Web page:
Human collectives at different scales, from teams to organizations and countries, have an ability to change their decision-making strategies and beliefs, as well as the way they are structured, to cope with a host of emerging problems. This process of collective adaptation can lead to extraordinary successes of human cooperation, but can also lead to surprising collective outcomes that do not seem beneficial individually or collectively. The need to understand these processes is amplified by new technologies that are rapidly changing the way we encounter and evaluate new ideas, as well as how we make, use, and break our social ties. Those technologies create a host of new opportunities for collective adaptation, but our emotional reactions, norms, beliefs, and institutions are not yet prepared to deal with them. This mismatch might be contributing to a host of contemporary social problems including political polarization, rampant misinformation, and the decline of democracy.
In this workshop we aim to explore the mechanisms and manifestations of collective adaptation, focusing in particular on those affected by new information technologies. We will ask questions about the basic interplay of our cognitions and social networks, as well as about the ways we can empower people to create better collectives. For example, we will discuss: How do our existing belief systems and decision-making strategies interact with the emerging social networks and problem structures? How do collectives continuously adapt their cognitive strategies and social networks depending on the problems they face? Why do some technological platforms foster more or less beneficial collective action? How can we handle the collective goods problem of online social environments? What are the tradeoffs between bottom-up and top-down regulation of collective adaptation online?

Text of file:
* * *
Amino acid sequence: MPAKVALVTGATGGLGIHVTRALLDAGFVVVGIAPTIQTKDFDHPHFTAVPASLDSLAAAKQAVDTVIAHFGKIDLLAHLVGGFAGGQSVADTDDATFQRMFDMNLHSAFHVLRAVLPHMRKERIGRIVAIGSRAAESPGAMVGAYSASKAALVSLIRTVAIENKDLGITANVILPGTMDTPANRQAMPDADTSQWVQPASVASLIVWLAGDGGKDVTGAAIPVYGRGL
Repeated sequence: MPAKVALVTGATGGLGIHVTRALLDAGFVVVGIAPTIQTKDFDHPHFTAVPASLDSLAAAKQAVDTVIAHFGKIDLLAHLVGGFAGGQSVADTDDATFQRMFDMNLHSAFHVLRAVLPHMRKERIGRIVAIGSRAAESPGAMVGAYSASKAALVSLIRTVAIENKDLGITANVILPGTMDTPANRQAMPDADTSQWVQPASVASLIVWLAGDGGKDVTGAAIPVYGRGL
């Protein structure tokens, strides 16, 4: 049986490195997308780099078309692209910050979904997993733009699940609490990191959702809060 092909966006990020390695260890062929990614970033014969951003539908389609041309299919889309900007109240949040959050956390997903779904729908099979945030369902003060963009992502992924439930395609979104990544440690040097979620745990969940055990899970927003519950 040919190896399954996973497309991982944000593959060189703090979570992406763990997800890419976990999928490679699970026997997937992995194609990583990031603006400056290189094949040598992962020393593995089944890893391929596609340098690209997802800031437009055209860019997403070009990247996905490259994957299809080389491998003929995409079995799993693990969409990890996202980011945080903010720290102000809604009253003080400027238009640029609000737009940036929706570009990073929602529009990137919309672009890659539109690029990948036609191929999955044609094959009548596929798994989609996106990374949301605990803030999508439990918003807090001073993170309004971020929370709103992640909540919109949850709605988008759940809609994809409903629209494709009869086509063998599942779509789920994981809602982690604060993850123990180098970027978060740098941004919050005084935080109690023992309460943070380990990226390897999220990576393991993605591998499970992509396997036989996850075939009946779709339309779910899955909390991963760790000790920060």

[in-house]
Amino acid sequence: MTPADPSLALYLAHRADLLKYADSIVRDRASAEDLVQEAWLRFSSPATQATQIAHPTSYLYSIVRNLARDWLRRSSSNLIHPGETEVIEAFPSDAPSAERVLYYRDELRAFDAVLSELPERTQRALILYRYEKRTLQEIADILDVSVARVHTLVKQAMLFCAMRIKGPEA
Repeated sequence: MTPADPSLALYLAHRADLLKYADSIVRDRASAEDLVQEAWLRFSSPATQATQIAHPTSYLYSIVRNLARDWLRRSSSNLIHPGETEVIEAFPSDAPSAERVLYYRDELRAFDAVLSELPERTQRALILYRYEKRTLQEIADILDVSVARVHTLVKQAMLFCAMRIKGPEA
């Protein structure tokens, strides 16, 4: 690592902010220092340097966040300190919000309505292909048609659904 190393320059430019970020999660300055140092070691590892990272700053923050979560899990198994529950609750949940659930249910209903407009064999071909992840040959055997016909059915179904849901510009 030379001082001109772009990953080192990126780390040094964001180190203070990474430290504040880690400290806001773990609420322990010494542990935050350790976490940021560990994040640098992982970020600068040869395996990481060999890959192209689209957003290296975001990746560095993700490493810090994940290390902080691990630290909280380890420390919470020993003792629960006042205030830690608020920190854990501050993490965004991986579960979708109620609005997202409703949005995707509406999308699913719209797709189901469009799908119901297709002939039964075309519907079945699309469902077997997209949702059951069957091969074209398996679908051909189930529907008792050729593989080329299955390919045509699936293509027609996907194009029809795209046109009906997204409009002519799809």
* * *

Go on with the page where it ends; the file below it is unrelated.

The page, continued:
We will invite scientists working at the intersections of many relevant domains including cognitive science, sociology, ecology, evolutionary biology, computational social science, statistical physics, mathematics, archeology, and anthropology. We will also invite representatives of civic organizations with first-hand experience in real-world collective adaptation, and of business entities that are driving some of the most important collective adaptation processes today. The workshop will combine talks with many opportunities for discussions, which will likely spark new collaborations and joint publications. Because of its wide reach across and beyond many scientific domains, this workshop is uniquely suited for SFI.
This workshop is made possible by a generous grant from the Siegel Family Endowment.